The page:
Scotland Holds Its First Ever Marine Litter Summit

Scotland Holds Its First Ever Marine Litter Summit

Scotland Holds Its First
Ever Marine Litter Summit


Funding to help communities reduce plastic consumption was one of the changes introduced at Scotland’s first summit on marine litter which was held in Oban. The funding comes as part of an Action on Plastic project which aims to help communities reduce and reuse plastics instead of discarding them and creating plastic pollution.

The summit brought together retailers, environmental groups and manufacturers to discuss potential new ways to reduce the amount of plastic in Scotland’s waters.

Potential solutions which were proposed included installing public facilities so that people could refill containers or reusable bottles with drinking water without having to buy bottles of water and takeaways being sold in returnable packaging.

The supermarket giant Iceland, which recently installed the country’s first reverse vending machine at its store in Musselburgh, was one of many retailers that attended the summit.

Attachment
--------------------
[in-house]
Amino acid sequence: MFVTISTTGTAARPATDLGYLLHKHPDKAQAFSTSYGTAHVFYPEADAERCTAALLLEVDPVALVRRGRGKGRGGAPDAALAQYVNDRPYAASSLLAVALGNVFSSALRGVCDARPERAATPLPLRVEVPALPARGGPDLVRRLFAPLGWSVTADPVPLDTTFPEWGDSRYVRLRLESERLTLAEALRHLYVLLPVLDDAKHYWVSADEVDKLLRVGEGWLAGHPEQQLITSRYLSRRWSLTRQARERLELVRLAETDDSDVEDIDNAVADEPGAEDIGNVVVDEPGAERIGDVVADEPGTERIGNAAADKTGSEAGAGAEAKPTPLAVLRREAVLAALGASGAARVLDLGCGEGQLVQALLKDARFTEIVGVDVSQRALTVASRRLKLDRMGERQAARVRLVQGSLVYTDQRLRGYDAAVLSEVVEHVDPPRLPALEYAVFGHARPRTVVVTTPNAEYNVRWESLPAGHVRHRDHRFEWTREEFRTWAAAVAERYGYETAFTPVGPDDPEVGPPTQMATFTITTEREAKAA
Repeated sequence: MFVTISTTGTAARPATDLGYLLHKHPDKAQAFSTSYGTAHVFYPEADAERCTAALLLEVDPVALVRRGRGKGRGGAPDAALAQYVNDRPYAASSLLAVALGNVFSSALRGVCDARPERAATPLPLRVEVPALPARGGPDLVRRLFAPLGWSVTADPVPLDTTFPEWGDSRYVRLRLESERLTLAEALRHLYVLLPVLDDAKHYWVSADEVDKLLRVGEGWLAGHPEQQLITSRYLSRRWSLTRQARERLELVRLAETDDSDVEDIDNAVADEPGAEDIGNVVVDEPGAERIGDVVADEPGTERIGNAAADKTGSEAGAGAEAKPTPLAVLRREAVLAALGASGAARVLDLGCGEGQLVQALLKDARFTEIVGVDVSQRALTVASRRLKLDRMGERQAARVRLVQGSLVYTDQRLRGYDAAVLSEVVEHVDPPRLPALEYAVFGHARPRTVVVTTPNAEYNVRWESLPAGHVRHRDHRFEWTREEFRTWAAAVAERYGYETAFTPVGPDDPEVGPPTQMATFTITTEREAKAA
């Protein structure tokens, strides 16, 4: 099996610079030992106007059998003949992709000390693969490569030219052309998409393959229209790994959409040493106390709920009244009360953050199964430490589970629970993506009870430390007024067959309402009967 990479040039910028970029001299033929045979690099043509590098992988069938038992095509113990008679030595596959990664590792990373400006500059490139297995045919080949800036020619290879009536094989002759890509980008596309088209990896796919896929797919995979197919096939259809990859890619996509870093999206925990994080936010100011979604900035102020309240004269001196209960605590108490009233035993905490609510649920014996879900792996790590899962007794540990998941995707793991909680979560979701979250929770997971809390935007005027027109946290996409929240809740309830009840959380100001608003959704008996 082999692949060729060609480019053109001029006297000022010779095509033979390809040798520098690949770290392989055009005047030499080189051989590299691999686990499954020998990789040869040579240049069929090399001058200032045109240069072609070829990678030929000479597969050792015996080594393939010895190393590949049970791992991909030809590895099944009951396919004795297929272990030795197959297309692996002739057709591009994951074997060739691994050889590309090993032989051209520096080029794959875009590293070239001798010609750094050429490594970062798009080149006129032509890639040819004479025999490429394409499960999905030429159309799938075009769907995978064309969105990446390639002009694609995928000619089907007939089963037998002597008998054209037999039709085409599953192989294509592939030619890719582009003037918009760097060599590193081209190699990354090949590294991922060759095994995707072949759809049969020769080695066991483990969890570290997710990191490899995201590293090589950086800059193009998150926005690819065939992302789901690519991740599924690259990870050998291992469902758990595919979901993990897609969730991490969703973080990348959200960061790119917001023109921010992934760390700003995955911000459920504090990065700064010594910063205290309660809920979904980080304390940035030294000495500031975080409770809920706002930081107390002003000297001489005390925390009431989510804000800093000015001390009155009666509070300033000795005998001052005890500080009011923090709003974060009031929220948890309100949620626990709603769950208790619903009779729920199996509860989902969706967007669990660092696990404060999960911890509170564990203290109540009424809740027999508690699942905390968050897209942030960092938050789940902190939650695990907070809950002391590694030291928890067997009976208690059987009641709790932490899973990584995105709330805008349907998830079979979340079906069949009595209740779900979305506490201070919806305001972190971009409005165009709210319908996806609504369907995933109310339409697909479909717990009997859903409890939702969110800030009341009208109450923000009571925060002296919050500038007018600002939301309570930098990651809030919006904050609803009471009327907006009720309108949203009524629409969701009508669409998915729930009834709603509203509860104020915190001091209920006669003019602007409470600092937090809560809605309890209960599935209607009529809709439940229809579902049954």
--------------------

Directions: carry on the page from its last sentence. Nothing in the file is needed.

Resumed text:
Others organisations that were present included Highland Spring and the Marine Conservation Society.

The Environment Secretary said that considerable momentum is building around reducing plastic waste and preventing it from getting into waterways, which is why they held the summit to bring communities and industry together to come up with new ideas to tackle the problem. She added that the summit has coincided with the government’s ban on microbeads coming into force, and that the government continues to do all it can to help change behaviours and protect the environment.


Marine Litter Plastic


The Scottish government, and MPs in Westminster began to focus on the problems caused by marine plastics after the BBC’s Blue Planet II was aired which showed the devastating effect that plastics and other human activity is having on marine life.

Other measures the Scottish government has taken include the banning of plastic stemmed cotton buds, and the potential introduction of a deposit return scheme for bottles.

The chief executive of Zero Waste Scotland said that there has been a huge increase in the amount of people who want to reduce waste, especially by reducing the use of single-use plastics. He added that they plan to support some areas to become Zero Waste Towns, and the funding granted at the summit will help to develop initiatives to put an end to the throwaway culture.